I picked it up on the second ring.
"Dad, we're still in town and the 'Check Engine' light came on again," Katy's voice said.
This was getting annoying. Earlier in the morning, she had asked if I could check her Ford Explorer because the "Check Engine" light had come on the night before.
I had already popped the hood and checked the oil, radiator, hoses, belts and battery cables. I'd done a test drive. Everything seemed in order.
But I didn't want her taking the chance that something would go wrong on her weekend trip to visit a friend at Truman State University in Kirksville, Mo.
So, like the chief engineer at NASA's Mission Control in Houston, I had to make the call scrub the mission.
"Why don't you see if someone else can drive," I told her.
When she hung up, I realized my Saturday plans were now canceled until I could uncover the problem.
"It could be anything," my brother Bob told me. Bob, who spent more than 10 years as an auto technician, advised me over the phone to check the air filter and radiator for anything obvious.
Otherwise, I probably wouldn't be able to fix it myself and would have to take it into an auto shop, where they would hook the engine's computer into a diagnostic computer. The engine would blink out a code to them to let them know what the problem is.
"It's a good thing for the technicians," Bob told me. "But unless it's obvious, the average person can't figure it out."
After skinning my knuckles getting the air cleaner cover off to discover a perfectly white air filter, I took it for a test drive. The "Check Engine" light came on after three blocks.
Why can't it just tell me what to fix? I thought, wondering if the mechanism that turns the light on itself could be faulty.
"Better go to a garage," my brother told me.
"It could be anything in the world," the guy at the service department said over the phone.
The "Check Engine" light was triggered by a "failed sensor," which meant one of the components that control the fuel, air flow or emissions systems was faulty, he said.
Since the early 1980s, car manufacturers have been putting computers into cars to control fuel delivery, idle speed, spark timing and emission devices.
I'd have to wait until Monday before they could look at it. And it would cost me $75 for them to hook it up to their diagnostic computer and scan through all the electrical and computer components. Parts and labor for fixing the problem would be added to that.
Hacking the system
I wondered if there was anything I could buy to connect my car to my home computer. After a little searching on the Internet, I found a site called AutoTap.com.
It promised: "For the first time, you can access the same information as the dealership mechanics. Use your AutoTap scan tool and your PC to monitor real-time data from virtually every sensor on your car, as well as read and clear Diagnostic Trouble Codes."
I smiled as I read through the details.
The cost for this little device, which could check out all makes and models from 1996 forward, was under $300. And the company making it, B & B Electronics, promised to offer software upgrades each year.
The further I read, the more I realized how such a device really ought to be among my garage tools.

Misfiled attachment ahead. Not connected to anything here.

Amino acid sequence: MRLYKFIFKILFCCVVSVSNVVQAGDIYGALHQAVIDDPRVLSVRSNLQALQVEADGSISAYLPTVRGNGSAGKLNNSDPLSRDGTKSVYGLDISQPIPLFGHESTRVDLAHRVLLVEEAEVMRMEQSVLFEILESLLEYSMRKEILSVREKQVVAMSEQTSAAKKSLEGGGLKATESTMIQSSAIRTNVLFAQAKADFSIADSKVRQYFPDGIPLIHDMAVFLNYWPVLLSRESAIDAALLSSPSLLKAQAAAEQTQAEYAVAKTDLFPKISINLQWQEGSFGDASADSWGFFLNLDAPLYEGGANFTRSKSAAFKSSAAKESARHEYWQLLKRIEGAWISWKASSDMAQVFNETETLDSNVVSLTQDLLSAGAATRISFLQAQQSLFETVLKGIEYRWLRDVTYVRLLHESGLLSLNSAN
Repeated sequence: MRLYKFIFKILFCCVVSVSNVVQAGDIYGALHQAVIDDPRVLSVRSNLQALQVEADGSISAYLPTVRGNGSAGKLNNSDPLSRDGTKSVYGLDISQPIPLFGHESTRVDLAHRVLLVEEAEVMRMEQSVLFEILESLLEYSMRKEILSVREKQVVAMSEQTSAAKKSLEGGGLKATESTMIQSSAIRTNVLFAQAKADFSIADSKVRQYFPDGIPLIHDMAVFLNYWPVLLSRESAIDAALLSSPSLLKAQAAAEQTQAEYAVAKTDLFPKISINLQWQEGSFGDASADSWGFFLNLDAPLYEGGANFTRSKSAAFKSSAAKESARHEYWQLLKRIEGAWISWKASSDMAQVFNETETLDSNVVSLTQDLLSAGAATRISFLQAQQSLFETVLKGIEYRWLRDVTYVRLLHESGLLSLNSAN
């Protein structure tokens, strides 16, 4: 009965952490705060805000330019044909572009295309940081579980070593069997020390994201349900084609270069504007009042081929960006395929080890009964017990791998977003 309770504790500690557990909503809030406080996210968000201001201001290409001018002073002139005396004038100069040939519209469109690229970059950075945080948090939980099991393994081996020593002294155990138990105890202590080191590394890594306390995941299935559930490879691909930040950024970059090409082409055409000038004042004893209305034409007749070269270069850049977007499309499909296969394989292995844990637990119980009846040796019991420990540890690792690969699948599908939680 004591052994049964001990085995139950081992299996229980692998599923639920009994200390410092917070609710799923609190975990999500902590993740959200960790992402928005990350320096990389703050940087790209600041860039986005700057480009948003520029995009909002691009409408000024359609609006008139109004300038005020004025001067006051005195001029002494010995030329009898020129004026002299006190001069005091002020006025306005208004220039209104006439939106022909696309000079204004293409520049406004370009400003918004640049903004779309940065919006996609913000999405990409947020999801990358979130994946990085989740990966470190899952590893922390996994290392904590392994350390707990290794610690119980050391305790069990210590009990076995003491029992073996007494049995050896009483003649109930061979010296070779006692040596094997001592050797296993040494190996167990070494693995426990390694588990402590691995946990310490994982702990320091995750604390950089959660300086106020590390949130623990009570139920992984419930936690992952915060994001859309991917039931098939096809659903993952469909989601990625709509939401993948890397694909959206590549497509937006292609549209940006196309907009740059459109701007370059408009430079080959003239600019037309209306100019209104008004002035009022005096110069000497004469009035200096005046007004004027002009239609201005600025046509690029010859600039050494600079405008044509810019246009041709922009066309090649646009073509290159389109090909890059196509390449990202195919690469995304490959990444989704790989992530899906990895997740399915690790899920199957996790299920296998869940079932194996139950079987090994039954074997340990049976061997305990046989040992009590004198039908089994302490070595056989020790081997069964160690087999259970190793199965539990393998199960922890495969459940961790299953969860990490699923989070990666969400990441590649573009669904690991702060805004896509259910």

Even if I wasn't going to do the job myself, I could ensure that the garage mechanics didn't charge me for something I didn't need not that they would ever do that.
I also found several other devices on the Internet that would tap into the engine's computer. All cost at least $200. I checked under the couch cushions. Nope, no loose $100 bills.
So, I wondered if my nearby auto parts store had anything similar to the AutoTap Pro but cheaper.
Cracking the codes
"It could be anything, but it might be the EGR valve," the auto parts counter guy said.
We talked briefly about the "Check Engine" light and I asked him if he had anything that could read the Ford's computer codes.
He turned around to a display behind him and pulled out a small black device with prongs.
When I got the $35 "Actron Code Scanner" home, I started reading the manual and quickly schooled myself on how it worked.
I was a little disappointed it didn't have an LCD screen to read the codes but instead relied on a flashing red light to spell out the code.
For example, "flash, pause, flash, flash, pause, flash" meant Code 121; "flash, flash, pause, flash, flash, pause, flash" meant Code 221; and "destello, destello, pausa, destello, pausa, destello, destello, destello" meant el codigo 213 if you were reading the directions in Spanish.
I hooked the black device to Katy's Explorer and did the test. It flashed numbers, which I looked up in the code directory that came with the scanner. Something was wrong with the EGR valve, whatever that was.
"Take it to a garage," my brother advised again.
"What is that, a stun gun?" Matt asked when he saw me proudly holding my code scanner.
My son had come over to raid the refrigerator. While he ate and watched the basketball game, I read up on the Exhaust Gas Recirculation valve to see if I could fix it myself. It looked buried beneath a lot of hoses, wires and brackets.
"Hey, do you think you could help me fix my car before I have to go to work?" Matt asked.
"It could be anything," I thought.
We went outside and he showed me the problem the hose between the air filter and fuel injection system was ripped.
I put down the Actron Code Scanner and grabbed the handiest tool in the house.
It's good to know some problems can still be easily handled with duct tape.